Second, get a lawyer. Dealing with a matter like this should not be expensive. The cost, however, seems insignificant compared to the misery these neighbors are causing you. A simple letter from a lawyer manifesting your seriousness to neighbors, the police, and the landlord, may resolve the matter. Such a letter, putting the responsibility on the landlord to control his tenants, will take the burden off your shoulders and put that burden on the landlord, where it belongs. The landlord is the person, after all, who allowed these tenants to rent his or her property and behave like this in the first place.

Finally, your lawyer, armed with the video and photographic evidence you have already collected, is in a better position to file a lawsuit if necessary. It is realistic that your lawyer, either through negation or litigation, can recover your legal fees and expenses from the landlord. I hope this helps and I wish you the best of luck.

File for a Stalking Protective Order

David I. Schachter, Esq. practices law at The Schachter Law Firm, LLC in Savannah, Georgia.

Dear Ophelia, I am sorry that you are dealing with this nightmare scenario. Ordinarily, I would first suggest that you attempt to reach out to the culprits and explain your concerns. Frequently, doing so can avoid unnecessary escalation or the need to resort to costly litigation and instead result in mutual respect and understanding. However, the degree of your neighbors’ outright disrespect and increasing boldness and contempt as evidenced by their actions, shows that your efforts to speak with the wife failed. You already took the logical next step and spoke to the property owner who should be concerned about his/her own liability. Based upon what has transpired thus far you need to take more drastic action.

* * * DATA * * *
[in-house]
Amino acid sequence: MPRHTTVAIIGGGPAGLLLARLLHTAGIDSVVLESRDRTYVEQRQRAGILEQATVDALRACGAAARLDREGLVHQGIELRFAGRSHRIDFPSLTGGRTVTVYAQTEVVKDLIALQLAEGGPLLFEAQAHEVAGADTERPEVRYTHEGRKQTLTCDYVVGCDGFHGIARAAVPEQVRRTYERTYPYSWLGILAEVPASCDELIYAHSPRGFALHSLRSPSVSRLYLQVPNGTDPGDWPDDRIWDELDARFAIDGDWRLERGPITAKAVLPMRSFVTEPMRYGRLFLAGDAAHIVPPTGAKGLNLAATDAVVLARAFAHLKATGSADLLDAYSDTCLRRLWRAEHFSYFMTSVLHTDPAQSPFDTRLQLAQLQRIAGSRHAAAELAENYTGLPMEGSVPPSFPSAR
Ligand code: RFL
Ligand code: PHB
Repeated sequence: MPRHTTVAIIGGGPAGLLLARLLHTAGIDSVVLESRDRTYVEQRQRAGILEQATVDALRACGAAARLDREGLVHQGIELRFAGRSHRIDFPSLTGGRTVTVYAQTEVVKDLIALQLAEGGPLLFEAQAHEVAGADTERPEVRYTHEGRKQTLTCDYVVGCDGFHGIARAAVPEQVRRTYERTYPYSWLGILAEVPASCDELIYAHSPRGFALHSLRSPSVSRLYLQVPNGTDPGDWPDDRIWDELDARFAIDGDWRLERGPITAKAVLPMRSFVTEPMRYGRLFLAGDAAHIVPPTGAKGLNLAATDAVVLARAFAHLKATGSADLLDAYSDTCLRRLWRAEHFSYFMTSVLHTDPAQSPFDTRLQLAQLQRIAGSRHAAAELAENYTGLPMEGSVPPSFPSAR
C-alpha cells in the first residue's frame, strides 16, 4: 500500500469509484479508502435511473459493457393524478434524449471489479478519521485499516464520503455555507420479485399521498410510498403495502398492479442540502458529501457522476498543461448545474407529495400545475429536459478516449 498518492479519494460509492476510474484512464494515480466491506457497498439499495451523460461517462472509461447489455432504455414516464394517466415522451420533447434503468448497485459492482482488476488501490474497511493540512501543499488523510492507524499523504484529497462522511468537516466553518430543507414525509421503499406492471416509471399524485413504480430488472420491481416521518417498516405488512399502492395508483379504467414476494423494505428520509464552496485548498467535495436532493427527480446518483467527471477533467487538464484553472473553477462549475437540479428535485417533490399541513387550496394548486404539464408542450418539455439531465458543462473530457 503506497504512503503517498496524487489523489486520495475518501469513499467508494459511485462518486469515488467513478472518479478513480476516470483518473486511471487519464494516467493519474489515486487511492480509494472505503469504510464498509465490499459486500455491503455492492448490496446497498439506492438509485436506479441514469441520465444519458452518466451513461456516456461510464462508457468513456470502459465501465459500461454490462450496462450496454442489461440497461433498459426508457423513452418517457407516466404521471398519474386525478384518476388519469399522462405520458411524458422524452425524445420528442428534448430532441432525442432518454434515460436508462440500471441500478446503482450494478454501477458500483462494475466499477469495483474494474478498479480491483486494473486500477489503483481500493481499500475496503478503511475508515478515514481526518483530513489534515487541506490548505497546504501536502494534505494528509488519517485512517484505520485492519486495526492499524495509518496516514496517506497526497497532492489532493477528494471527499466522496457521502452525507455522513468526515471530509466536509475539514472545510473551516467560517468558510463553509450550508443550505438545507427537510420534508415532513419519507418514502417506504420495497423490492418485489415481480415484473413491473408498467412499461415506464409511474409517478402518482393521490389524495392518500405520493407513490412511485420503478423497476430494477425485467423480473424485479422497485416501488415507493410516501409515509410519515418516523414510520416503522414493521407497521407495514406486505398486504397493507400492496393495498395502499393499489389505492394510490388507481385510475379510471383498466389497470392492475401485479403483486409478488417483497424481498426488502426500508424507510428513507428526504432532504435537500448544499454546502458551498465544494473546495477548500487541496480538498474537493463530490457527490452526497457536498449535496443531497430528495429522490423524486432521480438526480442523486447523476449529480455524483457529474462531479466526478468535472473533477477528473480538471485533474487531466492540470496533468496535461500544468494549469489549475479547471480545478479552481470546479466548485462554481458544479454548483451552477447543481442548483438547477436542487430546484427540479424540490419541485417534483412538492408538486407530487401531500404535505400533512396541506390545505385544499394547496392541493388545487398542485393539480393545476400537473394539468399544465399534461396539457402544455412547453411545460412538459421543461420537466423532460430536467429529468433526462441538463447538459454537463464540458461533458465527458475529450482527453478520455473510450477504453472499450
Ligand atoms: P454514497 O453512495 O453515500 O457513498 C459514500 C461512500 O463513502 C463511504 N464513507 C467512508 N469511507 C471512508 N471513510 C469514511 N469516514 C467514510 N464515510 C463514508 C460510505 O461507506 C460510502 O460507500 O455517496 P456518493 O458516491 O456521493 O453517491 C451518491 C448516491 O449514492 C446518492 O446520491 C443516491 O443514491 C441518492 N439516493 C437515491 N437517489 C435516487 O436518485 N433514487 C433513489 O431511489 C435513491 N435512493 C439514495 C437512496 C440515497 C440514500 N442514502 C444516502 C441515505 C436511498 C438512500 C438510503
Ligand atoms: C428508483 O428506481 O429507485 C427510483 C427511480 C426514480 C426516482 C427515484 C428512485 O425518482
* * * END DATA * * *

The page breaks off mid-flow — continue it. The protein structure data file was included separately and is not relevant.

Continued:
First, I suggest you seek legal counsel and have an attorney write a forceful cease and desist letter to the culprit(s) threatening litigation should any further provocation occur. While this may not resolve the matter given the history, it will at least serve as documented evidence that you have, indeed, exhausted all alternatives, which can be valuable evidence when you are before a judge.

Second, there are legal actions you can take, though the procedure will vary in each State. In the State where I practice law, I would next suggest that a client swear out a Peace Bond in the appropriate court. This entails filing a Petition for a Peace Bond and an informal initial hearing with the Judge. The Judge would likely issue a Peace Bond ordering the other party to keep the peace and provide a future court date. Next, a more official hearing would occur in court with all parties present, at which time the Judge would decide whether to issue a more forceful Order. Further violation of an Order to keep the peace could result in jail time.

Finally, it appears that you are already aggrieved to the level where far more drastic action is appropriate. As such, I suggest that you ask counsel whether you can file a Stalking Protective Order. This entails filing a Petition for a Stalking Protective Order in the appropriate court and an informal meeting with a Judge to request that he/she grant relief. The initial Order is usually for an initial temporary period until a formal hearing can occur; however, at the formal hearing the Judge would decide whether to grant a more permanent Stalking Protective Order, which can be for a period of 12 months, or possibly longer. Any violation of such an Order is usually a felony and can result in incarceration.